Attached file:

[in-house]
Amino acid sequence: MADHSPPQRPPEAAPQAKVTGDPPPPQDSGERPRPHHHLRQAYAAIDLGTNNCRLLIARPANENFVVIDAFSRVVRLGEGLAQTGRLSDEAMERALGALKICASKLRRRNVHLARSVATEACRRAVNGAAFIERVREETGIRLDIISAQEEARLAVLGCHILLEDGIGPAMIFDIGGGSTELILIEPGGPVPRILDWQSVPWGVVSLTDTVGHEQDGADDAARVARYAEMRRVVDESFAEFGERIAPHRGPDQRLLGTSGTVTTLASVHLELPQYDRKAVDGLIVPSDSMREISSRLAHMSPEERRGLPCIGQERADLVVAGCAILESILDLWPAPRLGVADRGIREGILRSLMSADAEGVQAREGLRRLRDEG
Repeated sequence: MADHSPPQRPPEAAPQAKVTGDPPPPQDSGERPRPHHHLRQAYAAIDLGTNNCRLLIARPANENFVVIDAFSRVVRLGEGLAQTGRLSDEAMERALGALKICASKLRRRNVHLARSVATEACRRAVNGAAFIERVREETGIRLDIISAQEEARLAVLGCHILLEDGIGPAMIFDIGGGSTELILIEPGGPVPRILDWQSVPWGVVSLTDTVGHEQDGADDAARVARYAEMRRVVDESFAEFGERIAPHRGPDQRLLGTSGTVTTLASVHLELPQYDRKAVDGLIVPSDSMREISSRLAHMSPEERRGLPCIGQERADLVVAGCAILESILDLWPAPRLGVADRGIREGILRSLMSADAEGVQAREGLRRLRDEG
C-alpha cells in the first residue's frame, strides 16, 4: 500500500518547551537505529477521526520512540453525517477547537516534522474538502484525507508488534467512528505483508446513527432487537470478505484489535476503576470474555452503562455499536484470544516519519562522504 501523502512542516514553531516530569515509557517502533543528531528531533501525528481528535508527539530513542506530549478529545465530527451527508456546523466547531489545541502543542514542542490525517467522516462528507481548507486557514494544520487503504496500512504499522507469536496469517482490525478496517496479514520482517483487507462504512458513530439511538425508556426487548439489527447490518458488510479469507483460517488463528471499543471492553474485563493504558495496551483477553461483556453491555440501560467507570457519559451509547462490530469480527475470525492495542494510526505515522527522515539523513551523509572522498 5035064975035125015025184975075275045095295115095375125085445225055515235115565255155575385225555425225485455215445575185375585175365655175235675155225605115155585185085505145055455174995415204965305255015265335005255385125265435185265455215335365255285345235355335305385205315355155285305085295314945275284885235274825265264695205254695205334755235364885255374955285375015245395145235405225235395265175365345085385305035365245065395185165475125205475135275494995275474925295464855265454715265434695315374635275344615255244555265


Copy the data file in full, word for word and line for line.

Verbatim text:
[in-house]
Amino acid sequence: MADHSPPQRPPEAAPQAKVTGDPPPPQDSGERPRPHHHLRQAYAAIDLGTNNCRLLIARPANENFVVIDAFSRVVRLGEGLAQTGRLSDEAMERALGALKICASKLRRRNVHLARSVATEACRRAVNGAAFIERVREETGIRLDIISAQEEARLAVLGCHILLEDGIGPAMIFDIGGGSTELILIEPGGPVPRILDWQSVPWGVVSLTDTVGHEQDGADDAARVARYAEMRRVVDESFAEFGERIAPHRGPDQRLLGTSGTVTTLASVHLELPQYDRKAVDGLIVPSDSMREISSRLAHMSPEERRGLPCIGQERADLVVAGCAILESILDLWPAPRLGVADRGIREGILRSLMSADAEGVQAREGLRRLRDEG
Repeated sequence: MADHSPPQRPPEAAPQAKVTGDPPPPQDSGERPRPHHHLRQAYAAIDLGTNNCRLLIARPANENFVVIDAFSRVVRLGEGLAQTGRLSDEAMERALGALKICASKLRRRNVHLARSVATEACRRAVNGAAFIERVREETGIRLDIISAQEEARLAVLGCHILLEDGIGPAMIFDIGGGSTELILIEPGGPVPRILDWQSVPWGVVSLTDTVGHEQDGADDAARVARYAEMRRVVDESFAEFGERIAPHRGPDQRLLGTSGTVTTLASVHLELPQYDRKAVDGLIVPSDSMREISSRLAHMSPEERRGLPCIGQERADLVVAGCAILESILDLWPAPRLGVADRGIREGILRSLMSADAEGVQAREGLRRLRDEG
C-alpha cells in the first residue's frame, strides 16, 4: 500500500518547551537505529477521526520512540453525517477547537516534522474538502484525507508488534467512528505483508446513527432487537470478505484489535476503576470474555452503562455499536484470544516519519562522504 501523502512542516514553531516530569515509557517502533543528531528531533501525528481528535508527539530513542506530549478529545465530527451527508456546523466547531489545541502543542514542542490525517467522516462528507481548507486557514494544520487503504496500512504499522507469536496469517482490525478496517496479514520482517483487507462504512458513530439511538425508556426487548439489527447490518458488510479469507483460517488463528471499543471492553474485563493504558495496551483477553461483556453491555440501560467507570457519559451509547462490530469480527475470525492495542494510526505515522527522515539523513551523509572522498 5035064975035125015025184975075275045095295115095375125085445225055515235115565255155575385225555425225485455215445575185375585175365655175235675155225605115155585185085505145055455174995415204965305255015265335005255385125265435185265455215335365255285345235355335305385205315355155285305085295314945275284885235274825265264695205254695205334755235364885255374955285375015245395145235405225235395265175365345085385305035365245065395185165475125205475135275494995275474925295464855265454715265434695315374635275344615255244555265